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Fiberoptic Scope as a Rescue Device in an Anesthetized Patient in the Prone Position

Section Editor(s): Saidman, LawrenceKramer, David C. MD; Lo, Joyce C. BS; Gilad, Ronit MD; Jenkins, Arthur III MD

doi: 10.1213/01.ane.0000269690.05759.eb
Letters to the Editor: Letters & Announcements

Division of Neuroanesthesiology; Mount Sinai Medical Center;; (Kramer)

Medical Student; Mount Sinai School of Medicine (Lo)

Resident; Department of Neurosurgery; Mount Sinai Medical Center (Gilad)

Department of Neurosurgery; Mount Sinai Medical Center; New York, NY (Jenkins)

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To the Editor:

Inadvertent intraoperative loss of airway control in a patient in the prone position is life-threatening. Several authors have described re-establishing control of the airway in these patients with the LMA (1–3). There is a limited literature describing management of this condition solely with fiberoptic intubation (4,5).

A 65-year-old male with a 45-degree kyphosis of the cervico-thoracic junction and 80-degree kyphosis of T1–T5 underwent a staged procedure for cervical spinal fusion. The trachea was initially atraumatically intubated with a GlideScope and standard cuffed endotracheal tube for stage one of the procedure. On postoperative Day 2, the patient self-extubated and required emergent nasal reintubation with a blue-line endotracheal tube.

On Day 6, the patient returned to the operating room for the second stage of the procedure. His head dislodged from cranial fixation during elevation with the Mayfield frame, causing migration of the endotracheal tube superior to the epiglottic aperture. Multiple attempts at blindly advancing the endotracheal tube were unsuccessful, and the tube was manually maintained at the epiglottic opening. Although the patient's arterial saturation remained greater than 98% during this entire episode and his end-tidal CO2 was maintained <38 mm Hg, there was a significant leak. Since our patient had dental instability secondary to an ENT procedure during the first stage of this operation, securing the airway with an LMA may have produced complete dislodgement of the dental plate from the maxilla. A second anesthesiologist was called and the trachea was successfully reintubated while the patient was prone using a fiberscope. The patient subsequently underwent completion of cervical fusion.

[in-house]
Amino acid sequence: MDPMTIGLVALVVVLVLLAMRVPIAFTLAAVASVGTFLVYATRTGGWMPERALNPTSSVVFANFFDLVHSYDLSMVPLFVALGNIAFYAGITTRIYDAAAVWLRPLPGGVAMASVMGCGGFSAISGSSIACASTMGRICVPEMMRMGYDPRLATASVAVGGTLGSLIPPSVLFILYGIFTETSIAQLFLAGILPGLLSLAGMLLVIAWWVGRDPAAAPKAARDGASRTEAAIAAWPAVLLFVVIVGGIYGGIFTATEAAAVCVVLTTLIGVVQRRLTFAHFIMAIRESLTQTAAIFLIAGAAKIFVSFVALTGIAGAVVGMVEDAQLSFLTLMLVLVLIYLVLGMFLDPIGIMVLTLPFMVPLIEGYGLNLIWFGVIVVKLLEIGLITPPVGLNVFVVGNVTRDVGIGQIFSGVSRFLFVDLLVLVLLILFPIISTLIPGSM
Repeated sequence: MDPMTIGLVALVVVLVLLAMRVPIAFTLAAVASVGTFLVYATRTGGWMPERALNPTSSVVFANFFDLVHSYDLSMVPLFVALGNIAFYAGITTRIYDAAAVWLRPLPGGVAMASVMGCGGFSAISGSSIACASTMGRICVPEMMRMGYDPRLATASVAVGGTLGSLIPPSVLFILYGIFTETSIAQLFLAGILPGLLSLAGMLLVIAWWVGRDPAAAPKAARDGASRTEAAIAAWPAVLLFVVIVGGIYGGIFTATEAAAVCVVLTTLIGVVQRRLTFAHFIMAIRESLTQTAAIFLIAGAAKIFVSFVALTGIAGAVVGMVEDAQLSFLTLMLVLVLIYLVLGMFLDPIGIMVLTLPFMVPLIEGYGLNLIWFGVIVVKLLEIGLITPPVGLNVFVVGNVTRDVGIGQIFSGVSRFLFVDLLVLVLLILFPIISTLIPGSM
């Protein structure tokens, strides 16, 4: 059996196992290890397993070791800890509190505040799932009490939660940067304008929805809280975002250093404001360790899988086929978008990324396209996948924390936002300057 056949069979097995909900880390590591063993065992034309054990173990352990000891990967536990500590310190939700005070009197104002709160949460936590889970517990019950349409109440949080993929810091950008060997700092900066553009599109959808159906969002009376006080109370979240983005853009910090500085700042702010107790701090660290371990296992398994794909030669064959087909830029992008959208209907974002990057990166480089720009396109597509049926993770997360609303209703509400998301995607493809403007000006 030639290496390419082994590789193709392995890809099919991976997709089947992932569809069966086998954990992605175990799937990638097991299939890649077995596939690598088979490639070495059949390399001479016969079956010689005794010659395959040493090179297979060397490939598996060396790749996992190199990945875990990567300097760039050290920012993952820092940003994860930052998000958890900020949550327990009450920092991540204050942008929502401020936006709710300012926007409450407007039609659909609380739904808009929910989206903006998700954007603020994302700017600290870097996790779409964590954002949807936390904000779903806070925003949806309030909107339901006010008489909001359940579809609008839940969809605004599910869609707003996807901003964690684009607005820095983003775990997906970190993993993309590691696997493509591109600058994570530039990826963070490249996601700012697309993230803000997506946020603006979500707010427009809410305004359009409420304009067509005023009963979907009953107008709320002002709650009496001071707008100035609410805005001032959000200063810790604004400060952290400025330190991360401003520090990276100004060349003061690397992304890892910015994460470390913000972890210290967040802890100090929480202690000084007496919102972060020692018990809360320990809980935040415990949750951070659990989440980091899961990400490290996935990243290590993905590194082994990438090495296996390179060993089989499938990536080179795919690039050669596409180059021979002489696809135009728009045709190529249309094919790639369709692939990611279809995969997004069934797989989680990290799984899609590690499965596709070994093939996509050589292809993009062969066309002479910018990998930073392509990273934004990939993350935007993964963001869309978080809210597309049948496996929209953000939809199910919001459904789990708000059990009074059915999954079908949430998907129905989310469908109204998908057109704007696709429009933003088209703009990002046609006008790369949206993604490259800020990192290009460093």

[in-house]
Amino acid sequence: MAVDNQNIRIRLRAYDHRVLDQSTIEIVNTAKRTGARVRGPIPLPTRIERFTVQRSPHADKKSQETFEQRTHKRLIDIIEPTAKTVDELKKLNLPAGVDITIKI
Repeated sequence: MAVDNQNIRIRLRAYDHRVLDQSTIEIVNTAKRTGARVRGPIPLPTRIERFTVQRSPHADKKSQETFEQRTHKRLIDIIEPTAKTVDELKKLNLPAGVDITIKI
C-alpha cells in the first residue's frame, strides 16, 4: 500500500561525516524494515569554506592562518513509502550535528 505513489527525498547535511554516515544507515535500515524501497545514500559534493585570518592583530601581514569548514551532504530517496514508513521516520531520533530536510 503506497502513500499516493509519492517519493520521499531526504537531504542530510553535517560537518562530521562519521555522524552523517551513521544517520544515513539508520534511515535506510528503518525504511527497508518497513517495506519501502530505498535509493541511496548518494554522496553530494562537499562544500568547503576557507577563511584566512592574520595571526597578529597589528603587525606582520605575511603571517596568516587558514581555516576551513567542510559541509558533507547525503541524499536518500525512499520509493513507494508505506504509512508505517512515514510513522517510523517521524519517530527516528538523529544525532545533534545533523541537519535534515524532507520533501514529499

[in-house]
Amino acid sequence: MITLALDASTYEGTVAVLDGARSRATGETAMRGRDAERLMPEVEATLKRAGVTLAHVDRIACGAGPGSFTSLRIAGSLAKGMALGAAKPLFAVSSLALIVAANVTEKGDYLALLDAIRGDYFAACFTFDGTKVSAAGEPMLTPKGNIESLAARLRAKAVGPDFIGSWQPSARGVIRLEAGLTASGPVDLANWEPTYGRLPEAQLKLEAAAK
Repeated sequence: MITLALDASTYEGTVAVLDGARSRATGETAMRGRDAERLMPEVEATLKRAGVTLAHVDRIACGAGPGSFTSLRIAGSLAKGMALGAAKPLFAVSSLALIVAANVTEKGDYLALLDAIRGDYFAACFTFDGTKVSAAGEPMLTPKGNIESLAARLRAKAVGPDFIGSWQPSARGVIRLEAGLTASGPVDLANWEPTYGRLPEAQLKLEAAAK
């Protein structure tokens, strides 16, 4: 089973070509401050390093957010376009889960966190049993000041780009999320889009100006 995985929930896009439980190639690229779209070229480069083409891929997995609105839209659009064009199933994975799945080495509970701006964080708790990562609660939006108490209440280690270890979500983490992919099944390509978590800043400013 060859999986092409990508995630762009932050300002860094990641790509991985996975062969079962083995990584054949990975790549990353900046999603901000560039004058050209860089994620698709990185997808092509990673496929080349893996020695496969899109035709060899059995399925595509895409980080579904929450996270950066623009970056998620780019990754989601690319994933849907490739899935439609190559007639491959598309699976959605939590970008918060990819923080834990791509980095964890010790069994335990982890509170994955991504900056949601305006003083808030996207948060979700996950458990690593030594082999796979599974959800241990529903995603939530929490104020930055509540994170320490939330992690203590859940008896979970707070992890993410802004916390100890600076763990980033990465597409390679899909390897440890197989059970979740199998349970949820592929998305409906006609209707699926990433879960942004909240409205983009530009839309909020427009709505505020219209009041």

Several options exist for securing the airway of the patient whose trachea has been inadvertently extubated while prone, including: blind reinsertion, insertion of supraglottic device or a combitube, fiberoptic reintubation, or emergently covering the surgical site and turning the patient supine to secure the airway. The anatomy of the Jackson Table with the Mayfield apparatus proved particularly amenable to the prone emergency fiberoptic approach, as there is open access to the face and neck.

As part of the anesthetic care plan for spinal surgery patients, the anesthesiologist should develop an algorithm to facilitate securing the airway in the event of inadvertent extubation. Reintubation of the trachea in a patient in the prone position, using a fiberscope should be one such option.

David C. Kramer, MD

Division of Neuroanesthesiology

Mount Sinai Medical Center

Joyce C. Lo, BS

Medical Student

Mount Sinai School of Medicine

Ronit Gilad, MD


Department of Neurosurgery

Mount Sinai Medical Center

Arthur Jenkins III, MD

Department of Neurosurgery

Mount Sinai Medical Center

New York, NY

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1. Valero R, Serrano S, Adalia R, Tercero J, Blasi A, Sanchez-Etayo G, Martinez G, Caral L, Ibanez G. Anesthetic management of a patient in prone position with a drill bit penetrating the spinal canal at C1-C2, using a laryngeal mask. Anesth Analg 2004;98:1447–50
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5. Neal MR, Groves J, Gell IR. Awake fiberoptic intubation in the semi-prone position following facial trauma. Anaesthesia 1996;51:1053–4
© 2007 International Anesthesia Research Society